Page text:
Editor’s Log: A Tale Of Two Weeks - The Fisherman

Editor’s Log: A Tale Of Two Weeks

You may remember, in the issue before the print edition, I told the story of losing and recovering my needlefish while fishing with my transplanted left-coast buddy, Mario. The four (or five) trips we made while he was back home in Rhody were during some of the best and most intense weeks of fall run striper fishing I have experienced in several seasons. And the body of fish that was in the area was vast and robust, which made it possible to make moves confidently, honestly it made me look like a striper genius.

When Mario and I found only small fish at one location, I knew it was because the wind had switched from west to northeast. Using the instinct I’ve built up in my home waters over the last 20 years, I made the call to make a drastic move, the fish were there in numbers. When the bite died with the tide, we left satisfied with our results and ready head for home. Mario even said to me, “Man, you knew exactly where to go!” I told him that, yes, I used to know exactly where to go nearly all of the time. But over the last 8 years it has gotten a lot harder to confidently move with the conditions.

In my soul I know it’s because the striper stocks aren’t what they used to be. I could document hundreds of examples, but this isn’t the purpose of this column. What the return to awesomeness showed me is that old knowledge still works when there are enough fish around to make it work. That period of great fishing reminded me what it was like from 2004 to 2014 when I felt like I was on top of the striper fishing world. When the fishing was hot, it was hot everywhere. That’s not to say that it was never dead, we certainly had slow periods, but we could move around all over, from Cape Cod to South County and with some deductive reasoning, we could usually find fish. When the fishing was ‘on’ we could literally catch them everywhere. It’s easy to forget what that was like, but I was reminded.

It just so happened that another buddy was coming back the following week, my friend Ben who was away at college and shared a ride home from Maryland to fish his home waters. Of course I had been providing daily updates on how awesome the fishing had been. As the tides from the recent new moon began to slow down, so too did the fishing. I anticipated this and figured some of my old tricks would keep us in the fish. The night before he was set to arrive back home, I went out at 9 p.m., thinking I’d ‘take the temperature’ on the slow-water spots and have a decent idea where to begin. I didn’t get home until almost 4 a.m. and I only had one 30-inch fish to show for all that effort. I was so tired from the scouting mission that I bowed out on the following night.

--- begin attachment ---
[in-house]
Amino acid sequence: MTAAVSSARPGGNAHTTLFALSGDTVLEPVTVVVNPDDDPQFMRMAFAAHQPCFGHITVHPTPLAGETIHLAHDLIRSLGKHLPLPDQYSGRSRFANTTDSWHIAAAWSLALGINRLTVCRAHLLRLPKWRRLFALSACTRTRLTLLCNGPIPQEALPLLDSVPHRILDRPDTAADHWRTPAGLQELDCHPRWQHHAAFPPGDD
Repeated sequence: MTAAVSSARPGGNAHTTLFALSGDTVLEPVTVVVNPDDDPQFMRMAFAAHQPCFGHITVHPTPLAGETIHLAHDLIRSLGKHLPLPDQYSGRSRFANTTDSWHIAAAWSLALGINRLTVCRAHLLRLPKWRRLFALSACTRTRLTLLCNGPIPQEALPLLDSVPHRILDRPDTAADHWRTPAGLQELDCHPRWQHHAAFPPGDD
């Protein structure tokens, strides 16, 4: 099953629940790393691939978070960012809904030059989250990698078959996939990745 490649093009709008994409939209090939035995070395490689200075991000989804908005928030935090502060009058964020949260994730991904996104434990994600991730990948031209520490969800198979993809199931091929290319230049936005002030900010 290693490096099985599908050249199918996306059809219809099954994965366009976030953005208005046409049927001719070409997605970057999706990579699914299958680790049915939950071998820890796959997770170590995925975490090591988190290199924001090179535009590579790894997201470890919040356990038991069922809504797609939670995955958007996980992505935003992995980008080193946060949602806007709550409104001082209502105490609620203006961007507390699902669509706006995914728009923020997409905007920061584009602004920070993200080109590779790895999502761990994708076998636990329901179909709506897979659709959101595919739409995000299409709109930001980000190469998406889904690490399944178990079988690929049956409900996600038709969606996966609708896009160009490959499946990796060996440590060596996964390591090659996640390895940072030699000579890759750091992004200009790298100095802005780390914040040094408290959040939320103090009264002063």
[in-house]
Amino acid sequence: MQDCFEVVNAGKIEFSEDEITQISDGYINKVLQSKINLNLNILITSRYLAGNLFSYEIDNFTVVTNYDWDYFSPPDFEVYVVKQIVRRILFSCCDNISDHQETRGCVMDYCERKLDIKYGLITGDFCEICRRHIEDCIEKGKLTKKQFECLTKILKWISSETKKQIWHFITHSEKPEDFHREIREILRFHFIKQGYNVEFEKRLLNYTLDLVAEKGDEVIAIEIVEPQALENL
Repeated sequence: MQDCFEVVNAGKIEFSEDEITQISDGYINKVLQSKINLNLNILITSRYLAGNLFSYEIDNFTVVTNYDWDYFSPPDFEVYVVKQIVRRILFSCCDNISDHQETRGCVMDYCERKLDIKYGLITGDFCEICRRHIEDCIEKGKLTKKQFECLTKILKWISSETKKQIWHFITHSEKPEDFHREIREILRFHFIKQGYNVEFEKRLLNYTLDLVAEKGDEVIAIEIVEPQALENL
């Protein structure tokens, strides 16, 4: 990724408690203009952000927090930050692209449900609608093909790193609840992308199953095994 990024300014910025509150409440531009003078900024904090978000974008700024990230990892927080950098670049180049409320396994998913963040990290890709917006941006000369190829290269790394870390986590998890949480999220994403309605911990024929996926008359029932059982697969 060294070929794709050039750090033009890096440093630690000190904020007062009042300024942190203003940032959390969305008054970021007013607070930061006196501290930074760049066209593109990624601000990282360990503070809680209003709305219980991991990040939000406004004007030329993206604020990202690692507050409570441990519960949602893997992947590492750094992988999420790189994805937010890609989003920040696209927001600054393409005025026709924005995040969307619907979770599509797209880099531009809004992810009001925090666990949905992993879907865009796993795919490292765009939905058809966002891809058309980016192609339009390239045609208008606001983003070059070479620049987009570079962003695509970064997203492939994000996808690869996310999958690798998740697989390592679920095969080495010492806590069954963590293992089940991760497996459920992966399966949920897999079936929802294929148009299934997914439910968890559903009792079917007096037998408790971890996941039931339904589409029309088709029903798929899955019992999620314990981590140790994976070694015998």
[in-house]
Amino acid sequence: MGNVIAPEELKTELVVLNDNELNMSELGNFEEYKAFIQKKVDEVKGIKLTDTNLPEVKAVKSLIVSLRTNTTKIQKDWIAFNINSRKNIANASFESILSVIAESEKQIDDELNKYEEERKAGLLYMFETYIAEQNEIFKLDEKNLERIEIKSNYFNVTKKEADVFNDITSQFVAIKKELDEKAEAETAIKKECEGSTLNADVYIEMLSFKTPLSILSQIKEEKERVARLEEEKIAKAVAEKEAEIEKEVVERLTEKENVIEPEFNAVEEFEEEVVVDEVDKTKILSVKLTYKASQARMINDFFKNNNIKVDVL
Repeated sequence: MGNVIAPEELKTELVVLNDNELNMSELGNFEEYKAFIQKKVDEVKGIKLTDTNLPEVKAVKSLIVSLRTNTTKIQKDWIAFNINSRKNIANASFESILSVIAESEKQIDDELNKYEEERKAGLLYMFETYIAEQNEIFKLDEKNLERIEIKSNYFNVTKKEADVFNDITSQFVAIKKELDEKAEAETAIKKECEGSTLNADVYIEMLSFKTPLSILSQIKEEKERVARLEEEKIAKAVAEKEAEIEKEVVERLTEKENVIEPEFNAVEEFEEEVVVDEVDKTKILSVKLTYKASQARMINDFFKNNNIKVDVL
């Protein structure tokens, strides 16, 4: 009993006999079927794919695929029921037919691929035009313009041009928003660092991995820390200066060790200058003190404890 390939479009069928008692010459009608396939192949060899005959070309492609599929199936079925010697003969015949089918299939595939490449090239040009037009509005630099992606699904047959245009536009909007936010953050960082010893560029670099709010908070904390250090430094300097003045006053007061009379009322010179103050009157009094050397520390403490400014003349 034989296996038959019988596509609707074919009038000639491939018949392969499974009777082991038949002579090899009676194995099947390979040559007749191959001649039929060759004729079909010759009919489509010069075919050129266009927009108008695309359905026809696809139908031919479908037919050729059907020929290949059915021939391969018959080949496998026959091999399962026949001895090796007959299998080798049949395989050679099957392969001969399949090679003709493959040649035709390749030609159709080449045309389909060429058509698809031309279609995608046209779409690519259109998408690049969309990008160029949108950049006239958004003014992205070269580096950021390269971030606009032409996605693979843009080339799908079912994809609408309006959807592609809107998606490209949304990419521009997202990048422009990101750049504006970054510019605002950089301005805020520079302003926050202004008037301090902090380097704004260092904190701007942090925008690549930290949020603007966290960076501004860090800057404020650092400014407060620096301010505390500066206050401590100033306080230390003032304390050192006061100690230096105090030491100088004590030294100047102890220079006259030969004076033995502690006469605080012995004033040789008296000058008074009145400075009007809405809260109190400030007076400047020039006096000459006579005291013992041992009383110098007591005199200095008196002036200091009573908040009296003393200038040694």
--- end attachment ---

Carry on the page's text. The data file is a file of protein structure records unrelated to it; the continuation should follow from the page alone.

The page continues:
We covered a lot of water when we met up after I took a night to bank some shuteye—I think we landed three fish and none of them will be remembered. Ben got determined and started making long drives to fish other spots, way outside his usual range, none of them produced more than a few small fish.

On the last night, we were standing in waist-deep water, casting plastics down the edge of some breaking surf – feeling kind of guilty – I said something like, “The water looks good, the tide is right where I want it…the fish should be here!” Sensing that I was pressing to pull a rabbit out my hat, he said, “Dave, I don’t care. I’ve been missing the surf so much being stuck at school. I’m just happy to stand here and smell the saltwater.”

Wise beyond his years, Ben was right. It’s those days when you forget to count your blessings that you also forget to enjoy the experience for what it is.

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